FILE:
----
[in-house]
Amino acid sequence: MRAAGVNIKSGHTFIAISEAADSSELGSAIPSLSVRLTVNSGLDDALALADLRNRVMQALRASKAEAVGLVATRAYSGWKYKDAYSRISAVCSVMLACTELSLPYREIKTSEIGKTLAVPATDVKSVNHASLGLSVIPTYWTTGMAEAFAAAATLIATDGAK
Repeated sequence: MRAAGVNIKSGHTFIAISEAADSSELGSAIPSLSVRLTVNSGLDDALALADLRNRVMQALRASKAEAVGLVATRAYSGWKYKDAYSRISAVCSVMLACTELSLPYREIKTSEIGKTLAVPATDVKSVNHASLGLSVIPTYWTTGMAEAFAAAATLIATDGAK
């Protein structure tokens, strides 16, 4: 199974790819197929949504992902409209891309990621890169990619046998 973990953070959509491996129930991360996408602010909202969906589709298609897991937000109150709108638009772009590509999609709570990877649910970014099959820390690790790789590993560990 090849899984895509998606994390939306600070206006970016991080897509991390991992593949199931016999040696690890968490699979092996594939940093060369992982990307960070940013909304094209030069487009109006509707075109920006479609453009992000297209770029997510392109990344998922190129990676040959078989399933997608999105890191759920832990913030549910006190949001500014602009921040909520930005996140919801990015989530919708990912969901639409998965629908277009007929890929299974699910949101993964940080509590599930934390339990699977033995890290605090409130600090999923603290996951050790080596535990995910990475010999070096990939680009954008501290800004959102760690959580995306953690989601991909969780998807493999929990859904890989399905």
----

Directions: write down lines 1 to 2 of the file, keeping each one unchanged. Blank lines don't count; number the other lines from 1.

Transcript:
[in-house]
Amino acid sequence: MRAAGVNIKSGHTFIAISEAADSSELGSAIPSLSVRLTVNSGLDDALALADLRNRVMQALRASKAEAVGLVATRAYSGWKYKDAYSRISAVCSVMLACTELSLPYREIKTSEIGKTLAVPATDVKSVNHASLGLSVIPTYWTTGMAEAFAAAATLIATDGAK